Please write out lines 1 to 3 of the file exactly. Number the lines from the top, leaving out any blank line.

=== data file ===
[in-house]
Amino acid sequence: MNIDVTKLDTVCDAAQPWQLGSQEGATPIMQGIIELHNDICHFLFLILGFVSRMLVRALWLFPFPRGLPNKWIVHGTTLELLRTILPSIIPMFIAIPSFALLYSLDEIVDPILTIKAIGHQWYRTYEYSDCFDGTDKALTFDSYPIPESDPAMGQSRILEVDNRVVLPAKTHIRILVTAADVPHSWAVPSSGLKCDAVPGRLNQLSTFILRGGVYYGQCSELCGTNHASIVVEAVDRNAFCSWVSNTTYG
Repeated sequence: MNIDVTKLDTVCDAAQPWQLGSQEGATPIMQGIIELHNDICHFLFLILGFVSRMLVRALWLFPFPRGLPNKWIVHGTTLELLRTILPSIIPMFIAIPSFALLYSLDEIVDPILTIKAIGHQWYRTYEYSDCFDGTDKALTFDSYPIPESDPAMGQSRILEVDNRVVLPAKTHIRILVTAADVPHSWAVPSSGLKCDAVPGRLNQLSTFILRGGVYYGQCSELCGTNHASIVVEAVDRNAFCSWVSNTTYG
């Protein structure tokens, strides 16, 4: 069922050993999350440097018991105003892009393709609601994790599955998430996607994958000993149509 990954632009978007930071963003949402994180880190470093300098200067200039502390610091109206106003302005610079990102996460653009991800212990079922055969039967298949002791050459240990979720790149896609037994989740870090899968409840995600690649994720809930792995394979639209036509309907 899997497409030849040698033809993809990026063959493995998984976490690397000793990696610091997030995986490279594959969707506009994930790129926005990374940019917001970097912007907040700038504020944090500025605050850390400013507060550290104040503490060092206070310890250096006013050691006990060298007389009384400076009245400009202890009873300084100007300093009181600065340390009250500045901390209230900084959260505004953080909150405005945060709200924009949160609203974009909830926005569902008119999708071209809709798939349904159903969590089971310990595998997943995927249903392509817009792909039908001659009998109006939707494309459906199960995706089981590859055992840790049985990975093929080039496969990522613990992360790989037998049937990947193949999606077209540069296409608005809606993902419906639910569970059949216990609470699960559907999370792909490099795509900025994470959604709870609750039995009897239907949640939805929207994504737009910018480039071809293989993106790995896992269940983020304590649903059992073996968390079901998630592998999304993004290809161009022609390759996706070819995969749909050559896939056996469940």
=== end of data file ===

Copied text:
[in-house]
Amino acid sequence: MNIDVTKLDTVCDAAQPWQLGSQEGATPIMQGIIELHNDICHFLFLILGFVSRMLVRALWLFPFPRGLPNKWIVHGTTLELLRTILPSIIPMFIAIPSFALLYSLDEIVDPILTIKAIGHQWYRTYEYSDCFDGTDKALTFDSYPIPESDPAMGQSRILEVDNRVVLPAKTHIRILVTAADVPHSWAVPSSGLKCDAVPGRLNQLSTFILRGGVYYGQCSELCGTNHASIVVEAVDRNAFCSWVSNTTYG
Repeated sequence: MNIDVTKLDTVCDAAQPWQLGSQEGATPIMQGIIELHNDICHFLFLILGFVSRMLVRALWLFPFPRGLPNKWIVHGTTLELLRTILPSIIPMFIAIPSFALLYSLDEIVDPILTIKAIGHQWYRTYEYSDCFDGTDKALTFDSYPIPESDPAMGQSRILEVDNRVVLPAKTHIRILVTAADVPHSWAVPSSGLKCDAVPGRLNQLSTFILRGGVYYGQCSELCGTNHASIVVEAVDRNAFCSWVSNTTYG